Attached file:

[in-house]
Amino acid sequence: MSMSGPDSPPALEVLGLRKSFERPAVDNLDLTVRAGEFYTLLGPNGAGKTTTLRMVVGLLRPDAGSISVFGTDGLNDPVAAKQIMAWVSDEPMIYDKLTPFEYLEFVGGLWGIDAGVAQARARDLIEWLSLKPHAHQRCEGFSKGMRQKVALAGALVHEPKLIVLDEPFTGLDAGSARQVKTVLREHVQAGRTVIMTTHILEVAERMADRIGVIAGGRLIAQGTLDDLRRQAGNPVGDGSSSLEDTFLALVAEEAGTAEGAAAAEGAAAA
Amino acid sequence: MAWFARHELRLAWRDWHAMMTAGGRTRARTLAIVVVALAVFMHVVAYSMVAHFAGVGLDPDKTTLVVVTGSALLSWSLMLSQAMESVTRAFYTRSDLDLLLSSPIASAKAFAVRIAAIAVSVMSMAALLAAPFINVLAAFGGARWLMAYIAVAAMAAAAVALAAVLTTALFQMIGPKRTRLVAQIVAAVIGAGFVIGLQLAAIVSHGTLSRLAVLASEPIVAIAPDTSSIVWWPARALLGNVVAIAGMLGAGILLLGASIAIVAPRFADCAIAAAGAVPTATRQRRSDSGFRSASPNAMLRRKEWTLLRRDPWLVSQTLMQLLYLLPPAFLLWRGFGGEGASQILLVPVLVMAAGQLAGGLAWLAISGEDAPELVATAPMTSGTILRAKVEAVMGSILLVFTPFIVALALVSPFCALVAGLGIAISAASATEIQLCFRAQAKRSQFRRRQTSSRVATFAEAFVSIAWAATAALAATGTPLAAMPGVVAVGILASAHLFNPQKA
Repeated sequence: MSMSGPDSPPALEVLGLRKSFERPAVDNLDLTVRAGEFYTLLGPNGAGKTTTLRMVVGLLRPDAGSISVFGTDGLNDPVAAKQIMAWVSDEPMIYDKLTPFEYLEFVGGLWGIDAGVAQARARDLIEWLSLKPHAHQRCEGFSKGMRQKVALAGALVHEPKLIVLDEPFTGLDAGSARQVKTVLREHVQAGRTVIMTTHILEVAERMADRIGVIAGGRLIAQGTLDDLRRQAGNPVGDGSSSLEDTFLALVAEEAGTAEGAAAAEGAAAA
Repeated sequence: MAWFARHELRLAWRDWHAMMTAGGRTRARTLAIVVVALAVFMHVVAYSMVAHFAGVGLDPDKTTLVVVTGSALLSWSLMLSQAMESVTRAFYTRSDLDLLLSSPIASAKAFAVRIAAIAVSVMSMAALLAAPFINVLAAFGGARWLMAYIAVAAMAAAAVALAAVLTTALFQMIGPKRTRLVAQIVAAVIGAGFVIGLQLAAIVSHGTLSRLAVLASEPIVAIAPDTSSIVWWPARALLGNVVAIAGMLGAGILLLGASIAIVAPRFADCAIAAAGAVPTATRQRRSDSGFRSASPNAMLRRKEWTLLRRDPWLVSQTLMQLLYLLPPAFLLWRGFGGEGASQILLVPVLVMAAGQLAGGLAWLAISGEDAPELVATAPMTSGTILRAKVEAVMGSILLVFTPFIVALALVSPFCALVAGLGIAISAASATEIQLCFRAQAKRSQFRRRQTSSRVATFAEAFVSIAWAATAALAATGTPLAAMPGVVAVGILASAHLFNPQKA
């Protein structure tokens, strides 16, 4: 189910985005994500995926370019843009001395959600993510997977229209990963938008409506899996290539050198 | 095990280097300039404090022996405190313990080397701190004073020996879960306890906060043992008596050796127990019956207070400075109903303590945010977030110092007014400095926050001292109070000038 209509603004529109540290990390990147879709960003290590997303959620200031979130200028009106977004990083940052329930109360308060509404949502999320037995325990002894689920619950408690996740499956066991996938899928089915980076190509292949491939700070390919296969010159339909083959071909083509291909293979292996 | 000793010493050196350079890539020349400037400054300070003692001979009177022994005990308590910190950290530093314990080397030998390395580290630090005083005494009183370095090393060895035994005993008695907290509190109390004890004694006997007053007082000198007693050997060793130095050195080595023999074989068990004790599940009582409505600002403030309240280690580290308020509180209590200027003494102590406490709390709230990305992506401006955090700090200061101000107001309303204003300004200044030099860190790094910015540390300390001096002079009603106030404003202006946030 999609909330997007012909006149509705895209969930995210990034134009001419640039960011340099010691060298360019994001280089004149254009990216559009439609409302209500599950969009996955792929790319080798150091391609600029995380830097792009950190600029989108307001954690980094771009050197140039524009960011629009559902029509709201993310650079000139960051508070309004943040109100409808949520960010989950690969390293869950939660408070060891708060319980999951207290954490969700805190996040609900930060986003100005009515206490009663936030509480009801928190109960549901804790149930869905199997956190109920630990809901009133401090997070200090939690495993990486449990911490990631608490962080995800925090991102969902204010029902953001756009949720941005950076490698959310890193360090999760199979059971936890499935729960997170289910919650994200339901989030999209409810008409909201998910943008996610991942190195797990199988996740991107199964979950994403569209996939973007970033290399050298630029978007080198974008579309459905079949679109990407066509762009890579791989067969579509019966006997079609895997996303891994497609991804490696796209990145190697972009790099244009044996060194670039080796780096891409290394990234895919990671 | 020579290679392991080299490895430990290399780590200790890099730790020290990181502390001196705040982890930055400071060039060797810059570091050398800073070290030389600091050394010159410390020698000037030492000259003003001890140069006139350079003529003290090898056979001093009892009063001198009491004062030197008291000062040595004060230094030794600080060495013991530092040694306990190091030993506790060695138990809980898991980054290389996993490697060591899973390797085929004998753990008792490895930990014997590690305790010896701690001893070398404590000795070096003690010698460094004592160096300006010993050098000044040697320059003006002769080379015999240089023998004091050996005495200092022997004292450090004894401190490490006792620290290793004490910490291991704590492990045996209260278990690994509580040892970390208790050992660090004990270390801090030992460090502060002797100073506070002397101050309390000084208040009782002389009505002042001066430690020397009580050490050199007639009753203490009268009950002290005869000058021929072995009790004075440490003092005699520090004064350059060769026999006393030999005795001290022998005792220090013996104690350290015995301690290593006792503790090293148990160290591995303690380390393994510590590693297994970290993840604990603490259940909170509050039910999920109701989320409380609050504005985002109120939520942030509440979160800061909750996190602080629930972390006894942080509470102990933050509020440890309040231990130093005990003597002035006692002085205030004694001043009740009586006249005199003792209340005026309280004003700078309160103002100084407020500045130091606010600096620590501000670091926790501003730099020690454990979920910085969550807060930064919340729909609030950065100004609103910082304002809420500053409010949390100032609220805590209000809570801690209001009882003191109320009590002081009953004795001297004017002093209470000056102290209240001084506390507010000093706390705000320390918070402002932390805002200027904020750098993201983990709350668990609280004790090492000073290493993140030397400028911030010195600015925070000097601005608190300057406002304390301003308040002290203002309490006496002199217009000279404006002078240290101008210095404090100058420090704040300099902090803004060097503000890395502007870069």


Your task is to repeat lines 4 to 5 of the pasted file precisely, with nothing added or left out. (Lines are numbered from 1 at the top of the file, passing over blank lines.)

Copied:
Repeated sequence: MSMSGPDSPPALEVLGLRKSFERPAVDNLDLTVRAGEFYTLLGPNGAGKTTTLRMVVGLLRPDAGSISVFGTDGLNDPVAAKQIMAWVSDEPMIYDKLTPFEYLEFVGGLWGIDAGVAQARARDLIEWLSLKPHAHQRCEGFSKGMRQKVALAGALVHEPKLIVLDEPFTGLDAGSARQVKTVLREHVQAGRTVIMTTHILEVAERMADRIGVIAGGRLIAQGTLDDLRRQAGNPVGDGSSSLEDTFLALVAEEAGTAEGAAAAEGAAAA
Repeated sequence: MAWFARHELRLAWRDWHAMMTAGGRTRARTLAIVVVALAVFMHVVAYSMVAHFAGVGLDPDKTTLVVVTGSALLSWSLMLSQAMESVTRAFYTRSDLDLLLSSPIASAKAFAVRIAAIAVSVMSMAALLAAPFINVLAAFGGARWLMAYIAVAAMAAAAVALAAVLTTALFQMIGPKRTRLVAQIVAAVIGAGFVIGLQLAAIVSHGTLSRLAVLASEPIVAIAPDTSSIVWWPARALLGNVVAIAGMLGAGILLLGASIAIVAPRFADCAIAAAGAVPTATRQRRSDSGFRSASPNAMLRRKEWTLLRRDPWLVSQTLMQLLYLLPPAFLLWRGFGGEGASQILLVPVLVMAAGQLAGGLAWLAISGEDAPELVATAPMTSGTILRAKVEAVMGSILLVFTPFIVALALVSPFCALVAGLGIAISAASATEIQLCFRAQAKRSQFRRRQTSSRVATFAEAFVSIAWAATAALAATGTPLAAMPGVVAVGILASAHLFNPQKA